The only cinema in Byron Bay is at the Pig Factory. It’s darling little affair with mattresses and pillows up the front where you can fully stretch out, secure in the knowledge that whatever smaltzy Hollywood fare they serve up, you’ll at least be enduring it from a comfortable vantage. And with the added option of taking a nap if the film is truly appalling.
Jackie and I were in the mood to see a movie that night. Allied was the only thing playing. ‘Brad Pitt can’t act!’ said she. ‘No,’ I countered ‘he just can’t pull off a lead role’. I proffered his performances in True Romance, California and Thelma and Louise as examples of excellent non-leading man handiwork. Tickets in hand we mosied on down to the front of the theatre where there were three spots available next to a solitary man. He eyeballed the two of us and declared there was only one spot available. Sceptical, we meekly took an upright seat instead. His one mate soon arrived and they starfished out taking up TWO seats each. I hissed at Jackie, outraged at their greed and blatant cheek. He kept up the pretense of others arriving by looking back at the entrance doors every couple of minutes even through the opening credits. I fumed.
Allied looks like a heap of shit and it is indeed, a steaming pile of dung. The story is completely implausible, the writing woeful and the acting third-rate at best. It’s clunky, unsophisticated and has a distinct ‘shot-in-the-studio’ feel. And from the director who made the legendary Back to the Future movies and the fantasically dark and bloodthirsty Beowulf animation?? Tsk, tsk…out of 10 I’d give it a 1. Though taking a sledge at that mattress-hogging wiener as the credits rolled somehow made it all worthwhile.
We took in Arrival the next night in pole position. A neat-looking ovoid flying saucer and the representation of aliens as the offspring of an elephant and a giant squid made it possible to endure the pointless performance of Forrest Whitaker, the plethora of dramatic close ups of Amy Adams acting with her eyes and the octagenarian’s pace at which it all unfurled. The central theme was America will be wholly responsible for world peace. Bluurgh. Better than Allied though. We managed to stay awake in our horizontal locus.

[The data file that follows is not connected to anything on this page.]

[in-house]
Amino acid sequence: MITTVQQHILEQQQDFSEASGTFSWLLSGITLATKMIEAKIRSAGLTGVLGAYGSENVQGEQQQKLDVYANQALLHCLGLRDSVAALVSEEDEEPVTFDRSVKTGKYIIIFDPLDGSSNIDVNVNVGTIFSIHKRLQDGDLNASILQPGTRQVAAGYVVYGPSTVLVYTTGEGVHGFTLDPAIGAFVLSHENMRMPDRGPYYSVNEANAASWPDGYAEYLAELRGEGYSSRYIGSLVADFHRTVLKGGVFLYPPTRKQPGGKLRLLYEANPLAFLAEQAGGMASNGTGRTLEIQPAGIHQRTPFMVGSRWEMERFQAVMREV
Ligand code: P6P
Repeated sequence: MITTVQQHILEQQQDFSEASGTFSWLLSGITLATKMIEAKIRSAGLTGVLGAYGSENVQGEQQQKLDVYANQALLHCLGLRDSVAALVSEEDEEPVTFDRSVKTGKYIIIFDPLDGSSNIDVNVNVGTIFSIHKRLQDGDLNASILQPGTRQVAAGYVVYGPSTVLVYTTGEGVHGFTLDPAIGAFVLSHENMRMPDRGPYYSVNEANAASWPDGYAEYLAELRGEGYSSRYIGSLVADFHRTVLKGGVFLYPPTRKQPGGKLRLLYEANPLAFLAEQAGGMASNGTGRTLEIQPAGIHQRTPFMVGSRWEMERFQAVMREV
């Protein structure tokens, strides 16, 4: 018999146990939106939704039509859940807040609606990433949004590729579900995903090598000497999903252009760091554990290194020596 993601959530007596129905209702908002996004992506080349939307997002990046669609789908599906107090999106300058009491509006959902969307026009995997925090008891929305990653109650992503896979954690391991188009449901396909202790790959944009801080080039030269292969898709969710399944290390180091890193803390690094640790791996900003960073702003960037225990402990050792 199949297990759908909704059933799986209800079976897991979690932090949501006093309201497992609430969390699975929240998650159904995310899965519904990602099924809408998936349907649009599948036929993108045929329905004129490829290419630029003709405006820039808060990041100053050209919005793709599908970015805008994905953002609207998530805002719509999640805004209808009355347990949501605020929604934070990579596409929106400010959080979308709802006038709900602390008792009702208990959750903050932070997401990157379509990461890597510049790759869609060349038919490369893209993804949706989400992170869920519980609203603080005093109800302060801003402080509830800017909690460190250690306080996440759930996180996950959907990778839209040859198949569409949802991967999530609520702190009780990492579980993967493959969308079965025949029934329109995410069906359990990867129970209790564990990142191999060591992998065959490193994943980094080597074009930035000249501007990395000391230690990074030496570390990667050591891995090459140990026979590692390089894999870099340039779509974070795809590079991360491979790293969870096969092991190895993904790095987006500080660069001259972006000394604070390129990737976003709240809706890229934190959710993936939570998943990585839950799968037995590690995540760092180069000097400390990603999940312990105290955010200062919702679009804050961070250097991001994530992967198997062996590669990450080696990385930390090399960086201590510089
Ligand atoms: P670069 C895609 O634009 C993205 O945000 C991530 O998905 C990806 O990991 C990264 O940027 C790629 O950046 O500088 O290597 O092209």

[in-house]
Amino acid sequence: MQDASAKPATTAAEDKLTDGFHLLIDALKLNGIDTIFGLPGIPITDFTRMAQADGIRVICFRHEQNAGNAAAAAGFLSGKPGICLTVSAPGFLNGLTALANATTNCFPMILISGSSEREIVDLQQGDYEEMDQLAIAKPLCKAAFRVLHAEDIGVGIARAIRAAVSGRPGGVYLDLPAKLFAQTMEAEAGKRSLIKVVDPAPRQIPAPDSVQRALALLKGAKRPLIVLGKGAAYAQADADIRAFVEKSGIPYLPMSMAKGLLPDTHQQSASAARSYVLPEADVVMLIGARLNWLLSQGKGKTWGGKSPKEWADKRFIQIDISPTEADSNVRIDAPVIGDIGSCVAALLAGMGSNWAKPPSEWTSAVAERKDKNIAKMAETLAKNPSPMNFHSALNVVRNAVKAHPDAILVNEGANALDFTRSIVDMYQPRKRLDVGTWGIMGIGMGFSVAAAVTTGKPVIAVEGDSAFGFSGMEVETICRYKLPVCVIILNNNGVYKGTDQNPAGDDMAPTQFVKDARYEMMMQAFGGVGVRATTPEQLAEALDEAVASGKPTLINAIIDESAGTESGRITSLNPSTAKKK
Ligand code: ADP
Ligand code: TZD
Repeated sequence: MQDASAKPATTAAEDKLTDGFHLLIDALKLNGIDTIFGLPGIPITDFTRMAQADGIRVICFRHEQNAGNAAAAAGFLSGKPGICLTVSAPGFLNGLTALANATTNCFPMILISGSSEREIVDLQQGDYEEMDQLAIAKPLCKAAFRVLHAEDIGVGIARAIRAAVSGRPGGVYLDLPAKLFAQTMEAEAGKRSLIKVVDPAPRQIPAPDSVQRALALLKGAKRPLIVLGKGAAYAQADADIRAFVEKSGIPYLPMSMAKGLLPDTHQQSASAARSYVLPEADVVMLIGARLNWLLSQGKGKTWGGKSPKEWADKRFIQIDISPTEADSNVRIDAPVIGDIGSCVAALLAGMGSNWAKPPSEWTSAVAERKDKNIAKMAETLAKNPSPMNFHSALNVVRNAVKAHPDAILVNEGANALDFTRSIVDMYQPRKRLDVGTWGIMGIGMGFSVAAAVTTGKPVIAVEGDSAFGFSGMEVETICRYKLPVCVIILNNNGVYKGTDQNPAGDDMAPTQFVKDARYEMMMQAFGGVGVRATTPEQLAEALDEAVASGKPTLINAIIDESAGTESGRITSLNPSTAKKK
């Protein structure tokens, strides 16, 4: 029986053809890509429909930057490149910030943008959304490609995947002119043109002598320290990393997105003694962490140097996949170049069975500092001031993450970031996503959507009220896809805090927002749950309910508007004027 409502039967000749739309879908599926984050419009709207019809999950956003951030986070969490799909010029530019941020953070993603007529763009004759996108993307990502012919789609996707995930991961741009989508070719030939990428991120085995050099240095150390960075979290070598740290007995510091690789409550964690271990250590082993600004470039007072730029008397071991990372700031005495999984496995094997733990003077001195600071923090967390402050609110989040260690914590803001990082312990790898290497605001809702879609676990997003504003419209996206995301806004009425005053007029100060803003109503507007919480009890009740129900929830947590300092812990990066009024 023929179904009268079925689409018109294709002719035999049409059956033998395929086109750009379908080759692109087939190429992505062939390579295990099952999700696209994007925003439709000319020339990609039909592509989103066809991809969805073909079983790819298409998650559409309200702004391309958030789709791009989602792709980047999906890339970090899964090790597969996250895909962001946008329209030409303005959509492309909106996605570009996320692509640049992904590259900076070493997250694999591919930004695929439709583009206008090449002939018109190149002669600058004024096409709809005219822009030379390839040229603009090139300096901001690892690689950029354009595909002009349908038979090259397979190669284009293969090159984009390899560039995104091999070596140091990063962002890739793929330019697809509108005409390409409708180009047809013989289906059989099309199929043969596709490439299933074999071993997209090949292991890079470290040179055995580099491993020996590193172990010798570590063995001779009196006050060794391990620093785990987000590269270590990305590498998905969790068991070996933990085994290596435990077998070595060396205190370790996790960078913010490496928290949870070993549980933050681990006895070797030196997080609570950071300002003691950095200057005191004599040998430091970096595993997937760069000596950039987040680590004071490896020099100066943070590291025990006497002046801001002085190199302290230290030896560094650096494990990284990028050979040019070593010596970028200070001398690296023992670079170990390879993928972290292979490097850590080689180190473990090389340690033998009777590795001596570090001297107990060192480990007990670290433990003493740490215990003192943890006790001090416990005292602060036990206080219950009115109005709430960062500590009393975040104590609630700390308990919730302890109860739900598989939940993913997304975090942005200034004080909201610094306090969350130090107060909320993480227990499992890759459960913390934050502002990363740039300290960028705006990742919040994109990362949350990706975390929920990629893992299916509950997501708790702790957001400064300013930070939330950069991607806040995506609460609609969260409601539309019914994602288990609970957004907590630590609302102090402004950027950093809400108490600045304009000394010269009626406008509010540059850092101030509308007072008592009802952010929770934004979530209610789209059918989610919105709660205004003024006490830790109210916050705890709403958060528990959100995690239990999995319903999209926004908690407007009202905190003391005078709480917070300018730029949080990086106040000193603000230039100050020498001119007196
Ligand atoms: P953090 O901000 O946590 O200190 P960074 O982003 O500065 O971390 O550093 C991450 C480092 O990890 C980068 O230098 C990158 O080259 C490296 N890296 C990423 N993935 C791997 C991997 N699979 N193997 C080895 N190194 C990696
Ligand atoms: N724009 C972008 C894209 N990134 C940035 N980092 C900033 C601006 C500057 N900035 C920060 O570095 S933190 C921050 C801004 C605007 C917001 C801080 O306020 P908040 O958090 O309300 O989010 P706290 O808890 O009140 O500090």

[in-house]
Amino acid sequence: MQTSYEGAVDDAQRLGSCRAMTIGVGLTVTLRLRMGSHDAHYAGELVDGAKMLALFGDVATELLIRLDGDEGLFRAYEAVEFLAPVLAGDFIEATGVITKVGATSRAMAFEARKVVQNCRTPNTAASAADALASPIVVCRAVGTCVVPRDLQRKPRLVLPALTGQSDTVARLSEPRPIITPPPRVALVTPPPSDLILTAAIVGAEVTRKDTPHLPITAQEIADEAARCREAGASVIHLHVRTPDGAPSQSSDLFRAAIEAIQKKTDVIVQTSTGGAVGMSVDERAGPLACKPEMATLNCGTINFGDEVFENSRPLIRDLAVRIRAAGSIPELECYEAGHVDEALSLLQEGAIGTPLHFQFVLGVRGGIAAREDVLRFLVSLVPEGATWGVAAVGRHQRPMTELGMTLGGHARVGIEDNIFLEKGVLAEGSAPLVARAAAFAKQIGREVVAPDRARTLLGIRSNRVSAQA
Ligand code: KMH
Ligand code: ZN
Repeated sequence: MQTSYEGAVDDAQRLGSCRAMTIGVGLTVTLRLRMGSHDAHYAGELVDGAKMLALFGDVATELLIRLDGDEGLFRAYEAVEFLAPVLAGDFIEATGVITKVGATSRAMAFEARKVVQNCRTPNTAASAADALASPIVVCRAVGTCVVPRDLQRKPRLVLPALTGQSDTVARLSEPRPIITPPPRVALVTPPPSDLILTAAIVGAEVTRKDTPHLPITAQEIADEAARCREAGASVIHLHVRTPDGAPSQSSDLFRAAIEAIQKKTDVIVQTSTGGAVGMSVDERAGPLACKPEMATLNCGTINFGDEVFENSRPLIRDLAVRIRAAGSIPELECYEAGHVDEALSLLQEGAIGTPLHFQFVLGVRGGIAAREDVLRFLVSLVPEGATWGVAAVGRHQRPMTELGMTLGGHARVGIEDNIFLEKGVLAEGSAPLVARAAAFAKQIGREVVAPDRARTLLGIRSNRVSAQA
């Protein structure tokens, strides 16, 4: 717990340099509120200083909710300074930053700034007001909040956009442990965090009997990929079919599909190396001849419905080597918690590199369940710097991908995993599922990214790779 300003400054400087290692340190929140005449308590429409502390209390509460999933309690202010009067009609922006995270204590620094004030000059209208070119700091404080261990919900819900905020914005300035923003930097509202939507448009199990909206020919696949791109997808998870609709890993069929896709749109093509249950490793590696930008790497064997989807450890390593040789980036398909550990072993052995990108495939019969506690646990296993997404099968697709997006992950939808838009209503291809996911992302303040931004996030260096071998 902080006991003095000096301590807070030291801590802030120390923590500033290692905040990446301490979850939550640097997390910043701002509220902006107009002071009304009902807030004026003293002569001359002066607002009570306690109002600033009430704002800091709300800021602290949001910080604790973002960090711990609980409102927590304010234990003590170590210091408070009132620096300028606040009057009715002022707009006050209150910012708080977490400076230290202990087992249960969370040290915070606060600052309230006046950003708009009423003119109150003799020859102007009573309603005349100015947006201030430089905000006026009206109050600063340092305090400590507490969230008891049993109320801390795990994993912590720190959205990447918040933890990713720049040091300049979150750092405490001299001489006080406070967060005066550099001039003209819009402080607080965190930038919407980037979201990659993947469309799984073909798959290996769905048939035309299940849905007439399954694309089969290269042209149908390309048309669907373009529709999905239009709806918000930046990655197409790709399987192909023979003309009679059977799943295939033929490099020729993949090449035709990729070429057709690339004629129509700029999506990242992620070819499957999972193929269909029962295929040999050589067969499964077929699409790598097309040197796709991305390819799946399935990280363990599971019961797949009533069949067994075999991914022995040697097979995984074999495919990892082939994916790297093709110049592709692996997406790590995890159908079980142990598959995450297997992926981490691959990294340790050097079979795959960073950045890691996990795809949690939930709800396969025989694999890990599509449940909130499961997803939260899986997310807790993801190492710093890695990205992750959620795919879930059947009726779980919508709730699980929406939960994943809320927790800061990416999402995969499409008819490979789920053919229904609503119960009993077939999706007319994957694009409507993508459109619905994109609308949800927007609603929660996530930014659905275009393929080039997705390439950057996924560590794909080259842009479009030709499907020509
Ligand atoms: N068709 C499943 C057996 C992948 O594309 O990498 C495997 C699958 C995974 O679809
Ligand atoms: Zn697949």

I’d seen Elle at the Gold Goast Arts Cinema the week before. Expectations were high as the director was Paul Verhoeven, responsible for the highly entertaining, ultra-violent, smart-sci-fi offerings Robo-Cop, Total Recall and Starship Troopers.
I was struck again by how French movies don’t seem to begin or end, they just are. The true antithesis of your typical Hollywood fare, there are no explanations, no obvious themes and you’re often left feeling discombobulated yet strangely satisfied. Elle was no exception. The plot is bizarre, edging on absurd, but delightfully so. The CEO of a computer-game company which glorifies sexualised violence towards women, is savagely raped in her home but instead of reporting it to the police, goes about her business, seemingly unfazed, even when she realises she is being stalked. Further she is the daughter of a notorious mass murderer who butchered everyone in their street including the pets when she was just a child.
The quirky humour embedded throughout serves effectively as a device to assist in recovery between the grotesque rape scenes, which leave you confused as to whether they are gratuitous or essential to the story. Further, the film doesn’t appear to tender any theme or message: the link between this woman’s attitude to the derogatory nature of her work with regards to women and being the victim of a violent sexual crime is unclear, as is the relevance of her father’s slaughter. A movie that engrosses you, has you recoiling, laughing and well off-kilter, a movie that you need to discuss with others in order to process it, all tied together with a wonderfully strong female lead….now that’s the type of movie I want to watch.